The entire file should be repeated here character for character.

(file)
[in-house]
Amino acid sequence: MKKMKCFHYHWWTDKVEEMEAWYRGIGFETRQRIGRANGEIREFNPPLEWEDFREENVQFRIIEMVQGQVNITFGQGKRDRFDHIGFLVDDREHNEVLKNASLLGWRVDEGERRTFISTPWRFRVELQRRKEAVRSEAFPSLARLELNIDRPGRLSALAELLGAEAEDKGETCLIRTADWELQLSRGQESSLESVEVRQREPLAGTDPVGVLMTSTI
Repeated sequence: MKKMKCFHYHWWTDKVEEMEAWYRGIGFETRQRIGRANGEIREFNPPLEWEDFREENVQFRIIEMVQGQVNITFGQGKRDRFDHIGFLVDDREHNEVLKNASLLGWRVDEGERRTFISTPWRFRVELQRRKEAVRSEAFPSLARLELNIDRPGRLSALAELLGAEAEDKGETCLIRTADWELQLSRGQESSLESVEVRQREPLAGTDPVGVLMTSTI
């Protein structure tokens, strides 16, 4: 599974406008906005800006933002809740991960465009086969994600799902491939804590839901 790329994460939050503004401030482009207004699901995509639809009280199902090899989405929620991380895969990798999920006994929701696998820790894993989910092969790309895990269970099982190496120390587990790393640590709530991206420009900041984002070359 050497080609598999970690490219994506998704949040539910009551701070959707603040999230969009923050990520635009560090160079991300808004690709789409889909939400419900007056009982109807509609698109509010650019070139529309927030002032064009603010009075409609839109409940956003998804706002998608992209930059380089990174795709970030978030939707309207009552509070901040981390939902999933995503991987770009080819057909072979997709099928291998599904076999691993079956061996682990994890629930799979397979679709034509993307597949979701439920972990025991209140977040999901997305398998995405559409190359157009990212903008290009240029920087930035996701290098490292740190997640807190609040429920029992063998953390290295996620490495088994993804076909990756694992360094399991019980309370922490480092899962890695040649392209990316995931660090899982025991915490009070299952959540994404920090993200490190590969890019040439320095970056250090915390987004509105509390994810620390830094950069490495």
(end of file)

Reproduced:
[in-house]
Amino acid sequence: MKKMKCFHYHWWTDKVEEMEAWYRGIGFETRQRIGRANGEIREFNPPLEWEDFREENVQFRIIEMVQGQVNITFGQGKRDRFDHIGFLVDDREHNEVLKNASLLGWRVDEGERRTFISTPWRFRVELQRRKEAVRSEAFPSLARLELNIDRPGRLSALAELLGAEAEDKGETCLIRTADWELQLSRGQESSLESVEVRQREPLAGTDPVGVLMTSTI
Repeated sequence: MKKMKCFHYHWWTDKVEEMEAWYRGIGFETRQRIGRANGEIREFNPPLEWEDFREENVQFRIIEMVQGQVNITFGQGKRDRFDHIGFLVDDREHNEVLKNASLLGWRVDEGERRTFISTPWRFRVELQRRKEAVRSEAFPSLARLELNIDRPGRLSALAELLGAEAEDKGETCLIRTADWELQLSRGQESSLESVEVRQREPLAGTDPVGVLMTSTI
């Protein structure tokens, strides 16, 4: 599974406008906005800006933002809740991960465009086969994600799902491939804590839901 790329994460939050503004401030482009207004699901995509639809009280199902090899989405929620991380895969990798999920006994929701696998820790894993989910092969790309895990269970099982190496120390587990790393640590709530991206420009900041984002070359 050497080609598999970690490219994506998704949040539910009551701070959707603040999230969009923050990520635009560090160079991300808004690709789409889909939400419900007056009982109807509609698109509010650019070139529309927030002032064009603010009075409609839109409940956003998804706002998608992209930059380089990174795709970030978030939707309207009552509070901040981390939902999933995503991987770009080819057909072979997709099928291998599904076999691993079956061996682990994890629930799979397979679709034509993307597949979701439920972990025991209140977040999901997305398998995405559409190359157009990212903008290009240029920087930035996701290098490292740190997640807190609040429920029992063998953390290295996620490495088994993804076909990756694992360094399991019980309370922490480092899962890695040649392209990316995931660090899982025991915490009070299952959540994404920090993200490190590969890019040439320095970056250090915390987004509105509390994810620390830094950069490495």